Charge-coupled device detector

Last revised by Jeremy Jones on 20 Sep 2021

Charge-coupled device (CCD) detectors are used in digital radiography for the indirect conversion of x-ray photons into an electric charge (indirect because the x-ray photons are first converted into light via a scintillating screen).


A charge-coupled device can either be an area array (square) or linear array (rectangular or 'one-dimensional'). It comprises discrete detector elements (dexels) that have a photosensitive area made of amorphous silicon, and an electronic component. The space taken up by these electronics results in decreased absorption efficiency as this portion of the dexel will not be photosensitive. Charge-coupled device chips are small, for example, 40-60 mm2, when compared with a standard radiographic field of view, and the demagnification of the image contributes to the inefficiency of the system.

Fill factor

= (photosensitive area of detector element / total area of detector element) x 100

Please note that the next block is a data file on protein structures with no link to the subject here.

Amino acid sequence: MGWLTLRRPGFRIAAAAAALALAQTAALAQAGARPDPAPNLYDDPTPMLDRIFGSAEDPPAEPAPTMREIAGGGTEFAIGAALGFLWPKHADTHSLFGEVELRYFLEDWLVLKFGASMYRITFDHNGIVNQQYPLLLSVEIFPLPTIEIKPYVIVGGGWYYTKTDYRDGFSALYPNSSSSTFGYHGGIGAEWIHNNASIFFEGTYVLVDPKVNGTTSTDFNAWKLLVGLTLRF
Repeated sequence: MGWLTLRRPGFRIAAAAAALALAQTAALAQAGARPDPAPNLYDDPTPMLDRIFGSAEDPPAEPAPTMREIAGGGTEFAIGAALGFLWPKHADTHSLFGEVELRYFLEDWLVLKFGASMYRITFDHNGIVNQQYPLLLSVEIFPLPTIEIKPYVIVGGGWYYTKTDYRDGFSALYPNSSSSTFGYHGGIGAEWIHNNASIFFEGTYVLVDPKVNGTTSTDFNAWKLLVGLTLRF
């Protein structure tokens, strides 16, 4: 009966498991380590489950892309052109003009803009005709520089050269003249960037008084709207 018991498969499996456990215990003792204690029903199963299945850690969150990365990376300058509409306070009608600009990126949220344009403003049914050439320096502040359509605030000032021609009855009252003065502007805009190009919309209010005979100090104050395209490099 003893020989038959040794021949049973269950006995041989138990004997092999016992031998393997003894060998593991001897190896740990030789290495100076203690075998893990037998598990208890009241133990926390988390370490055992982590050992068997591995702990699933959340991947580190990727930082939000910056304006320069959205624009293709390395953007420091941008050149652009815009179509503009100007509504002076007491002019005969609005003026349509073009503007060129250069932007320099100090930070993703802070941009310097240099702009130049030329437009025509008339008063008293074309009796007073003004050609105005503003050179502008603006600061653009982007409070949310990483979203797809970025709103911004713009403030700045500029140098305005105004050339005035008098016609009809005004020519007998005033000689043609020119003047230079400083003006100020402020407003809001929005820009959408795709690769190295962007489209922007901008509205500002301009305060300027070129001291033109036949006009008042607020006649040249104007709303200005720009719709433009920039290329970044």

The charge-coupled device requires optical coupling to focus the large field of view onto the small chip. This is not an efficient process and a large fraction of photons are lost. Each dexel releases and stores electrons when struck by light. Therefore at the end of an exposure, each dexel will have a given electric charge determined by how much light it received during the exposure.

There are charge amplifiers at the end of each column of the matrix that converts the charge to a voltage. The charges in the dexels move down the columns so that the matrix is read row by row. The information is then digitized to give a greyscale value for each corresponding pixel.

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